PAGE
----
By Douglas Anele

Moreover, Dr. Azikiwe whose party entered into a coalition with the NPC after the 1954 election and Chief Awolowo who led the opposition were better qualified for the position than Balewa in terms of academic qualification, international exposure, intellectual sophistication, charisma and, especially in the case of Dr. Azikiwe, a more pan-Nigerian outlook. But why did Sir Robertson anoint Alhaji Balewa as Prime Minister ahead of Dr. Azikiwe and Chief Awolowo? Sir Robertson justified his poor decision with the self-serving argument that he and Balewa would successfully persuade some southern politicians to support Balewa as Prime Minister. There is an intriguing personal angle to it as well. According to Robertson, “We [Balewa and himself] became very close and I appreciated the confidence he placed in me.

There was little we did not discuss, including his problem with the Sadauna of Sokoto and his difficulties with noisy southerners who seemed to take all their squabbles and troubles to him. We discussed defence and foreign affairs and I showed him all the British government papers that came to me about neighbouring countries and the trends in foreign affairs, although they were not supposed to be shown to the Nigerian. I never had the slightest fear that he would abuse my confidence and because I had the greatest admiration for him as a man of the highest integrity and a most religious and sincere muslim.” It is clear from the foregoing that irrelevant subjective factors rather than fitness for the job based on merit motivated Robertson to choose Balewa as Nigeria’s Prime Minister even before the 1959 elections. His action corroborates Frantz Fanon’s thesis that colonialists prefer to hand power over to stooges, to those who would depend on them and who they can manipulate without serious difficulty.

The author and historian, Chinweizu, in his little book, Caliphate Colonialism: The Taproot of the Trouble with Nigeria, affirms that results of the 1953 census and election of 1959 were manipulated by the British and NPC to deliver power to the caliphate in October 1, 1960, which means that the seeds of announcing inflated census figures and electoral fraud were planted by the British and their Nigerian collaborators before independence. The 1953 census gave the north 55.4% of the population and 44.6% to the south.

Now, given that land mass does not necessarily entail habitability, Nigeria is probably the only country in the world where arid and semi-arid areas are officially adjudged to be more populous than densely populated forested areas. Meanwhile, despite British-supervised rigging of the 1959 parliamentary election to favour the north, NPC and its allies garnered 2,027, 194 votes, with a total of 142 seats; the NCNC alliance with the Northern Elements Progressive Union (NEPU) got 3,103,627 votes and 89 seats, whereas AG and its allies mustered 1,986,839 votes and 73 seats. This means that a coalition by NCNC, AG and their allies would have beaten NPC hands down, and because NCNC had a greater number of seats than AG, Azikiwe would have emerged Prime Minister. That said, for the reasons presented earlier, a coalition between NCNC and AG might not have prevented Alhaji Tafawa Balewa, the “chosen one” by Sir Robertson, from becoming Prime Minister.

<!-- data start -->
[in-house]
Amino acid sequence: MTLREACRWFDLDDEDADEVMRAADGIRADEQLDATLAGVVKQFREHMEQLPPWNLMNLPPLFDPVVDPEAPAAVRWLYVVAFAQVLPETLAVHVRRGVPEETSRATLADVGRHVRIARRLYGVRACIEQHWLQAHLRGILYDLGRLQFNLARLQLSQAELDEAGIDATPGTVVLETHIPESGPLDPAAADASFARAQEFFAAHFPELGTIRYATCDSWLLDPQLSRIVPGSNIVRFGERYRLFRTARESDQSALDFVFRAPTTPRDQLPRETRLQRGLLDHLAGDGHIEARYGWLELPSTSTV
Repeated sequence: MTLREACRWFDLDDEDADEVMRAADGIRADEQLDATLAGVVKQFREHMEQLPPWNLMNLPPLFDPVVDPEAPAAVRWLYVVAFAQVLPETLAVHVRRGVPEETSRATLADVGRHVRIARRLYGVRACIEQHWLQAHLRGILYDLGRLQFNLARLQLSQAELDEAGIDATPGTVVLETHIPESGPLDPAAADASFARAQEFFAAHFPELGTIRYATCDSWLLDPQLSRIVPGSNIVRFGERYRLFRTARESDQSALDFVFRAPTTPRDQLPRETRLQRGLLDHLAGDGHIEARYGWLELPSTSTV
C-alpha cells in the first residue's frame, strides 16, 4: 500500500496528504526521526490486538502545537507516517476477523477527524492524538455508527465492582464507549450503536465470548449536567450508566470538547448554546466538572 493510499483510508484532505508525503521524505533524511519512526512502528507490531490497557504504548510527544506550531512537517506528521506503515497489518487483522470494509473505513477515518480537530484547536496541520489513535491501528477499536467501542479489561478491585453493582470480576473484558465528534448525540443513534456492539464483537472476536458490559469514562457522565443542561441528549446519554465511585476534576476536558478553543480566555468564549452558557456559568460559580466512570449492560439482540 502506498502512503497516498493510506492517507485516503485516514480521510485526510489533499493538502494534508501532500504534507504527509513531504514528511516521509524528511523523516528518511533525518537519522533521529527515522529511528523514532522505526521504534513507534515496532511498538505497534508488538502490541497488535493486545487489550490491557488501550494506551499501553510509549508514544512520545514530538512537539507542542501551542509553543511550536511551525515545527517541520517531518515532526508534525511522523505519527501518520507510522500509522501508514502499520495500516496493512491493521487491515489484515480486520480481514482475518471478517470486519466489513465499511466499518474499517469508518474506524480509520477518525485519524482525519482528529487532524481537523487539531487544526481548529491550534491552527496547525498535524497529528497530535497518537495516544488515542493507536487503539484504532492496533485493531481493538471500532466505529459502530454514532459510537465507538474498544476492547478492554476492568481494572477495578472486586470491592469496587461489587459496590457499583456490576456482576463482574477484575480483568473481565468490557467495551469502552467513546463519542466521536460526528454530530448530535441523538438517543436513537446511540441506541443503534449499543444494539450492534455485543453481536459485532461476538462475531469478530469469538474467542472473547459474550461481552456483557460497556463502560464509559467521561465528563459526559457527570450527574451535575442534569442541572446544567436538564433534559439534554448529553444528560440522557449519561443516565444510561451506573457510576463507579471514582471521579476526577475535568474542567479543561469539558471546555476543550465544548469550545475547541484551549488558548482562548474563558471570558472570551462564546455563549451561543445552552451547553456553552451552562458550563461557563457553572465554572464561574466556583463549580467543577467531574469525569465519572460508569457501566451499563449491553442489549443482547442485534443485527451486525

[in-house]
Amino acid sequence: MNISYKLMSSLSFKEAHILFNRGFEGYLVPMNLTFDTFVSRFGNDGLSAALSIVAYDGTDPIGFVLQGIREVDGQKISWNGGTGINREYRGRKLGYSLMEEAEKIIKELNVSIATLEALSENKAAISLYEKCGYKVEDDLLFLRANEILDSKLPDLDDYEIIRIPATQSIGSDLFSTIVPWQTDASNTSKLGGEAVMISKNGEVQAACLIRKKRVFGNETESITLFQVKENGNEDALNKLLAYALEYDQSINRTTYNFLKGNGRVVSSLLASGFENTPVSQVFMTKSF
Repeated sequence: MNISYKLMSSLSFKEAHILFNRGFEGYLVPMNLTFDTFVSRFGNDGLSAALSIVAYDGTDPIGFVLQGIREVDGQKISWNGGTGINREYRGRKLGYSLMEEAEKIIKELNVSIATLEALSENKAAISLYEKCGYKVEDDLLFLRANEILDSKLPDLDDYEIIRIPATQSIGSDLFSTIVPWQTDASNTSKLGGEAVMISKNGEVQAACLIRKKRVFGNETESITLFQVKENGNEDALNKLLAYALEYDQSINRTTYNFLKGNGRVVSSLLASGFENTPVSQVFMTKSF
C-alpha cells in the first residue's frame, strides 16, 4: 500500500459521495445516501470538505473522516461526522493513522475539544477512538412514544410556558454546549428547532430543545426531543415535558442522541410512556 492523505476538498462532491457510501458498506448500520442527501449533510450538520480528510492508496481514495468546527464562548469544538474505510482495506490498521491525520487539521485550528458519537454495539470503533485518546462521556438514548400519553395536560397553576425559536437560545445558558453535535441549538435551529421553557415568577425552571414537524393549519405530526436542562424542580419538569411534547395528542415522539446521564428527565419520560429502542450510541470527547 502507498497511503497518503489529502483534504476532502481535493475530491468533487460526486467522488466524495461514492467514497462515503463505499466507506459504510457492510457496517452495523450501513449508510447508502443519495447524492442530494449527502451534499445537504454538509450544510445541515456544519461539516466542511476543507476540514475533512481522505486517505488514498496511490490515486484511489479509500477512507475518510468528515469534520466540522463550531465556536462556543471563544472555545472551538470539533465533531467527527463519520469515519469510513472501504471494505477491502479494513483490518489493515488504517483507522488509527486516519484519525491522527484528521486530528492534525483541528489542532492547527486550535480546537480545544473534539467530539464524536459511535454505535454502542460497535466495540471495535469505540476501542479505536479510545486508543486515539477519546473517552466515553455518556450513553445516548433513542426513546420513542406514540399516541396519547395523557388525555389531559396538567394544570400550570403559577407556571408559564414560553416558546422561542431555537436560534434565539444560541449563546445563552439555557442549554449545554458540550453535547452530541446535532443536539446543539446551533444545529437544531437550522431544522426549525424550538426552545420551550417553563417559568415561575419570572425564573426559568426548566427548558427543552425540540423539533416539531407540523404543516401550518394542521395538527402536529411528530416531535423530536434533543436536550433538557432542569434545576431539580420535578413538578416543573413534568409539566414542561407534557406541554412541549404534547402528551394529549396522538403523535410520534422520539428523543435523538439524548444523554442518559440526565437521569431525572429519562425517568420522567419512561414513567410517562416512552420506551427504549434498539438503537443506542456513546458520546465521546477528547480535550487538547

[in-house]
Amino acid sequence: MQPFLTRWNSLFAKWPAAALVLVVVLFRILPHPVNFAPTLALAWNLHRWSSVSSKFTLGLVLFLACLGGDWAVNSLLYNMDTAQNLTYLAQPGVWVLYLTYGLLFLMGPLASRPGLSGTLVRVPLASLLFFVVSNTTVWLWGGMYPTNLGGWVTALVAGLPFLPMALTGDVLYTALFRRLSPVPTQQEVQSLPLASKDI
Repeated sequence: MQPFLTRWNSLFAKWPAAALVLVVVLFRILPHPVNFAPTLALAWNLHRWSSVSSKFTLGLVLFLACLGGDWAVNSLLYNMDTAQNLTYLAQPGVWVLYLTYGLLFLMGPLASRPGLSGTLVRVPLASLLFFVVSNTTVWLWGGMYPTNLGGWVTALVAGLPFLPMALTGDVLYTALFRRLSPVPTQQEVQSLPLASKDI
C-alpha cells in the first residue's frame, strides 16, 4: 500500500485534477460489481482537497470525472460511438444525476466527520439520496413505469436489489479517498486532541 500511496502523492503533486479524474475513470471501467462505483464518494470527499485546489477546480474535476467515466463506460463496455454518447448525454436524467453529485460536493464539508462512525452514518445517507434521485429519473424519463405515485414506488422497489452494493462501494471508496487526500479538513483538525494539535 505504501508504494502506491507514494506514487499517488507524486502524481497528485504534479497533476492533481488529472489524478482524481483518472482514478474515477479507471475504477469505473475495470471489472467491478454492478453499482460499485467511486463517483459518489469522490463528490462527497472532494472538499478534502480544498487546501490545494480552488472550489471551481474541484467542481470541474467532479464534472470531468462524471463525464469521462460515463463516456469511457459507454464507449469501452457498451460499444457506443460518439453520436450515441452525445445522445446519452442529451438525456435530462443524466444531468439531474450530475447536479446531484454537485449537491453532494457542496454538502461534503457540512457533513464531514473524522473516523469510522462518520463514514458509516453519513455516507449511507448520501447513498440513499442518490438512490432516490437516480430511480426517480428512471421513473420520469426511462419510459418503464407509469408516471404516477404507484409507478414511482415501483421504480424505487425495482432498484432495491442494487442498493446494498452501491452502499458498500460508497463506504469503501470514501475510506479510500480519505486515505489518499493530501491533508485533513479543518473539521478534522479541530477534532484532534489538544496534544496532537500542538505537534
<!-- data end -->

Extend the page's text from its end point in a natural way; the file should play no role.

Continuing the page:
To that must be added the failure of southern political leaders, notably Dr. Azikiwe and Chief Awolowo, to work together consistently, speak with one loud voice and present a solid opposition against the machinations of British colonialists and their northern cohorts. Chinweizu claims that “but for the feud between Awo and Zik in the 1950’s, the caliphate would not have inherited power from the British.” Chinweizu is probably right.

Unfortunately, the two foremost Nigerian politicians underestimated the resolve of ultra-conservative northern ruling cabal led by Sir Ahmadu Bello to capture power and use it to subjugate the south. Dr. Azikiwe and Chief Awolowo failed to subordinate their personal ambitions, interests and disagreements to the more critical task of promoting southern solidarity as a counterweight to the impending, British-engineered, northern political domination of the country.

In retrospect, Dr. Azikiwe was naïve in his preoccupation with the idea of One Nigeria with a strong central government; he was over-confident that the Igbo, given their unsurpassed capacity for the pursuit of individual achievement, will “lead the children of Africa from the bondage of the ages,” without considering seriously the fact that for the north Nigeria must be administered as a conquered territory by northerners. Chief Awolowo on his part dreaded the possibility of Igbo political domination to the extent that he transformed the AG into a strong, highly disciplined political organisation that often outperformed Dr. Azikiwe’s NCNC in western regional elections, thereby eliminating the prospects for co-operation between the two parties.